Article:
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Pompeo says it's "possible" Trump was sent to save the Jewish people from Iran

CBS News logo CBS News 3/22/2019 Camilo Montoya-Galvez

U.S. Secretary of State Mike Pompeo shakes hands with Israeli Prime Minister Benjamin Netanyahu, during their visit at Netanyahu's official residence in Jerusalem March 21, 2019. REUTERS/Amir Cohen © Thomson Reuters U.S. Secretary of State Mike Pompeo shakes hands with Israeli Prime Minister Benjamin Netanyahu, during their visit at Netanyahu's official residence in Jerusalem March 21, 2019. REUTERS/Amir Cohen During his high-profile visit to Israel, Secretary of State Mike Pompeo said President Trump could be a present-day Queen Esther, a figure in Hebrew and Christian biblical stories who is said to have thwarted a plan to exterminate the Jewish people. Pompeo said Mr. Trump's tough stance on Iran gave him the distinction. 

In an interview with the Christian Broadcasting Network (CBN) in Jerusalem on Thursday, Pompeo was asked whether Esther's efforts, as recounted by Hebrew biblical scrolls, to save the Jewish people approximately 2,500 years ago resembled Mr. Trump's belligerent strategy to isolate the Iranian regime — Israel's chief adversary. 

"Could it be that President Trump right now has been sort of raised for such a time as this, just like Queen Esther, to help save the Jewish people from the Iranian menace?" CBN's Jerusalem bureau chief Chris Mitchell asked the secretary of state. 

Smiling, Pompeo replied "as a Christian I certainly believe that's possible. It was remarkable. So we were down in the tunnels where we could see 3,000 years ago, and 2,000 years ago — if I have the history just right — to see the remarkable history of the faith in this place and the work that our administration's done to make sure that this democracy in the Middle East, that this Jewish state remains."  

"I am confident that the Lord is at work here," he added.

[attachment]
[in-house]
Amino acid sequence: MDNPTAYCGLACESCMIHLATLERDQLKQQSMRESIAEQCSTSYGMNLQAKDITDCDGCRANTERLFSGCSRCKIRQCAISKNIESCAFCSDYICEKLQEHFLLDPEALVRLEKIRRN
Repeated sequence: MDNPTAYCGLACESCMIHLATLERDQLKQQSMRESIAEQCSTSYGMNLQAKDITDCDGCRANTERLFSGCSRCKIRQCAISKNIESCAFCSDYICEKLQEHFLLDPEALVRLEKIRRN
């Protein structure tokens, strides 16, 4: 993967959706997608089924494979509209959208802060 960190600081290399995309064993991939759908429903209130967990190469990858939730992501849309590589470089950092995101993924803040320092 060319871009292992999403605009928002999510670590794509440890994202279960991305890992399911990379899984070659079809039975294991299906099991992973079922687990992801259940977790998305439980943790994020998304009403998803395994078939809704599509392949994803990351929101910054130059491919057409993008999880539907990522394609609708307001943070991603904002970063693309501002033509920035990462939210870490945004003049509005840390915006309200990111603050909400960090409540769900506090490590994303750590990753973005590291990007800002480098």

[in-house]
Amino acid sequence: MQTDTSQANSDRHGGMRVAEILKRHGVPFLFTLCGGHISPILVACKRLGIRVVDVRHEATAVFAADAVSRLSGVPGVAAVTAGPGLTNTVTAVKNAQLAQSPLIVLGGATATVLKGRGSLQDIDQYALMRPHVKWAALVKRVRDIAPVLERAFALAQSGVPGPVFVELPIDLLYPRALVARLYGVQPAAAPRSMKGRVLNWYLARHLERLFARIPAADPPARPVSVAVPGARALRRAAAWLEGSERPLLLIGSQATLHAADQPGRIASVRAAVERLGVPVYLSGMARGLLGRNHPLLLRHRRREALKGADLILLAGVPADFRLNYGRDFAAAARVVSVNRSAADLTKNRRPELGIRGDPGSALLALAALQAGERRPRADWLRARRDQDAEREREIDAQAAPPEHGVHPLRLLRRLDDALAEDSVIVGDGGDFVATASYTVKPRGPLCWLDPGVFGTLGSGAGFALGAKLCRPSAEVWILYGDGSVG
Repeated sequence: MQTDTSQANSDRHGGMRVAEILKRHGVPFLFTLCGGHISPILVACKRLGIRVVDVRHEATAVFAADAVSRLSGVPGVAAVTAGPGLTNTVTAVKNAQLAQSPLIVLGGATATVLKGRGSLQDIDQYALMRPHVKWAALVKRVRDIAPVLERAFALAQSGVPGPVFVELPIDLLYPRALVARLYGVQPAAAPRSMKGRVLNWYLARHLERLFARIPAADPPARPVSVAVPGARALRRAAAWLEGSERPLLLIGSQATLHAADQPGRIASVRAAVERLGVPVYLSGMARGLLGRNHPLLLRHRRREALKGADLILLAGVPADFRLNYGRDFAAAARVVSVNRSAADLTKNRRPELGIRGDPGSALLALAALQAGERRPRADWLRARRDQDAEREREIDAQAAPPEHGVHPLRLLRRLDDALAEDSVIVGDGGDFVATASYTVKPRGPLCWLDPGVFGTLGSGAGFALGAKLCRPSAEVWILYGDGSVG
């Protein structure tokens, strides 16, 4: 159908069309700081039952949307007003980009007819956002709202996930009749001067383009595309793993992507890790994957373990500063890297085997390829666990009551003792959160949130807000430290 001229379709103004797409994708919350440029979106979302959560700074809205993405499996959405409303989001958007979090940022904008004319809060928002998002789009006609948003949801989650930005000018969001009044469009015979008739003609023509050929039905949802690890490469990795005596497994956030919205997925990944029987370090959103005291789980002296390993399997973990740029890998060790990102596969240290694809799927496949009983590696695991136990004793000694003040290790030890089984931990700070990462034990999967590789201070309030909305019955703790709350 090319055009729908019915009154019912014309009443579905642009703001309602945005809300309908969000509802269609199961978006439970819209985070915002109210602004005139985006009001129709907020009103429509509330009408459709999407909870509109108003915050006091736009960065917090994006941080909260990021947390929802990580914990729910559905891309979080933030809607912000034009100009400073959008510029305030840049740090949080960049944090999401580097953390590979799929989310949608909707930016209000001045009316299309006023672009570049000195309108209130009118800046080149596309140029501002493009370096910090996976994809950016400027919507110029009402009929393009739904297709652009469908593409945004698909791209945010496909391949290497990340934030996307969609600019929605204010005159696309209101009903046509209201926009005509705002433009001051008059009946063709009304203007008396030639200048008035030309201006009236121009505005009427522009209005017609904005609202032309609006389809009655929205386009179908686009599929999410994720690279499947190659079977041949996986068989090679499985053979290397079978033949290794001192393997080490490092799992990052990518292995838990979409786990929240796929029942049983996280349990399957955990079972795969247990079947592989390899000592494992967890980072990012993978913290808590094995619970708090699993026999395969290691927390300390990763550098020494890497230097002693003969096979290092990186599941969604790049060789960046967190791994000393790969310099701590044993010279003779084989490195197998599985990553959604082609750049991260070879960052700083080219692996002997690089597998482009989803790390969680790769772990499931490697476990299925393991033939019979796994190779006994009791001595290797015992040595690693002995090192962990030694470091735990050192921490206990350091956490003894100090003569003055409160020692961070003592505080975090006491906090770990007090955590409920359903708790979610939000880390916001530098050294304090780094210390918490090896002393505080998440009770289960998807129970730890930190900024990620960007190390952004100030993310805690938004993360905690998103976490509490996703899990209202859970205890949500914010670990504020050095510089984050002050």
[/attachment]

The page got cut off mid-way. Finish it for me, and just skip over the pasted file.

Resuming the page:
Before his question, Mitchell reminded Pompeo that the story of Esther's triumph is the basis for the celebration of Purim, a holiday which commemorates the saving of the Jewish people. This year, it started at sundown Wednesday and lasted until sundown Thursday. 

Since Mr. Trump was sworn in, his administration has employed aggressive rhetoric towards the government in Tehran. In May 2018, Mr. Trump withdrew the U.S. from the Joint Comprehensive Plan of Action, known as the "Iran deal," brokered by the Obama administration, calling it "a horrible one-sided deal." The agreement, which America's European allies are still abiding by, is designed to make sure Iran eliminates its medium-enriched uranium stockpile in exchange for the lifting of economic sanctions. 

Like other administrations, the Trump administration has also sought to curtail Iran's influence in the Middle East, particularly in Yemen and Syria, by targeting Tehran-backed groups like Hezbollah and the Houthi rebels. 

Pompeo's comments came during a visit to Israel in which he sought to bolster ties with the longtime U.S. ally and mount more pressure on Iran. His trip also served as distraction for prime minister Benjamin Netanyahu, who was eager to distance himself from corruption allegations and highlight his strong relationship with the Trump administration before he faces what could arguably be his toughest election on April 9.   

Pompeo's visit seemed to have produced fruitful results for Netanyahu. On Thursday, departing from decades of American foreign policy under both Republican and Democratic administrations, Mr. Trump suggested that his administration could recognize Israel's sovereignty over the Golan Heights — a territory that has been disputed for decades. 

For weeks, Netanyahu and Republicans in Congress had been lobbying the White House to make the announcement, which will likely cast new spotlight on the small sliver of land in the Levant, which has been a focal point of the Israeli-Palestinian conflict — and elusive international efforts to resolve it — since Israel seized the region from Syria during the Six Day War in 1967.  

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